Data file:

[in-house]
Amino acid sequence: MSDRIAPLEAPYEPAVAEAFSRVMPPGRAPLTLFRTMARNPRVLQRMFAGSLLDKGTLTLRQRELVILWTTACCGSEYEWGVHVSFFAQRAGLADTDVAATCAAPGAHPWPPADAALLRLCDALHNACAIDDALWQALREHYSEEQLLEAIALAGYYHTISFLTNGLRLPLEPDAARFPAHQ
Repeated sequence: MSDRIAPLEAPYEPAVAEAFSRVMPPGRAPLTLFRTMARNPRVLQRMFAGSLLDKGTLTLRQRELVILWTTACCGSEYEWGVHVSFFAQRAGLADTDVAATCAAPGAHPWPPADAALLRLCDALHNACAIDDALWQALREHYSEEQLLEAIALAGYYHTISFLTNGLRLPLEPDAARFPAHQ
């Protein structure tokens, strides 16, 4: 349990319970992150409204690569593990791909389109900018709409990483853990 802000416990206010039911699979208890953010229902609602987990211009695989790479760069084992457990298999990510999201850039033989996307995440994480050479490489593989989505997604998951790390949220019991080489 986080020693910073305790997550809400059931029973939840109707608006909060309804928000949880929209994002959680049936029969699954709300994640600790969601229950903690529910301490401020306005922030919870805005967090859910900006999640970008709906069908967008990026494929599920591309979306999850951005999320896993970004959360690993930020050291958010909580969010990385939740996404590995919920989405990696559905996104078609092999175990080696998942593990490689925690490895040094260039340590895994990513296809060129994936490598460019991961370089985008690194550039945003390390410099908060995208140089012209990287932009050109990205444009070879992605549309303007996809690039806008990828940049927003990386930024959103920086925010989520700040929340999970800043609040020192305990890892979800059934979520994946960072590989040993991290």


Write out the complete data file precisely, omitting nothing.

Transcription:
[in-house]
Amino acid sequence: MSDRIAPLEAPYEPAVAEAFSRVMPPGRAPLTLFRTMARNPRVLQRMFAGSLLDKGTLTLRQRELVILWTTACCGSEYEWGVHVSFFAQRAGLADTDVAATCAAPGAHPWPPADAALLRLCDALHNACAIDDALWQALREHYSEEQLLEAIALAGYYHTISFLTNGLRLPLEPDAARFPAHQ
Repeated sequence: MSDRIAPLEAPYEPAVAEAFSRVMPPGRAPLTLFRTMARNPRVLQRMFAGSLLDKGTLTLRQRELVILWTTACCGSEYEWGVHVSFFAQRAGLADTDVAATCAAPGAHPWPPADAALLRLCDALHNACAIDDALWQALREHYSEEQLLEAIALAGYYHTISFLTNGLRLPLEPDAARFPAHQ
């Protein structure tokens, strides 16, 4: 349990319970992150409204690569593990791909389109900018709409990483853990 802000416990206010039911699979208890953010229902609602987990211009695989790479760069084992457990298999990510999201850039033989996307995440994480050479490489593989989505997604998951790390949220019991080489 986080020693910073305790997550809400059931029973939840109707608006909060309804928000949880929209994002959680049936029969699954709300994640600790969601229950903690529910301490401020306005922030919870805005967090859910900006999640970008709906069908967008990026494929599920591309979306999850951005999320896993970004959360690993930020050291958010909580969010990385939740996404590995919920989405990696559905996104078609092999175990080696998942593990490689925690490895040094260039340590895994990513296809060129994936490598460019991961370089985008690194550039945003390390410099908060995208140089012209990287932009050109990205444009070879992605549309303007996809690039806008990828940049927003990386930024959103920086925010989520700040929340999970800043609040020192305990890892979800059934979520994946960072590989040993991290």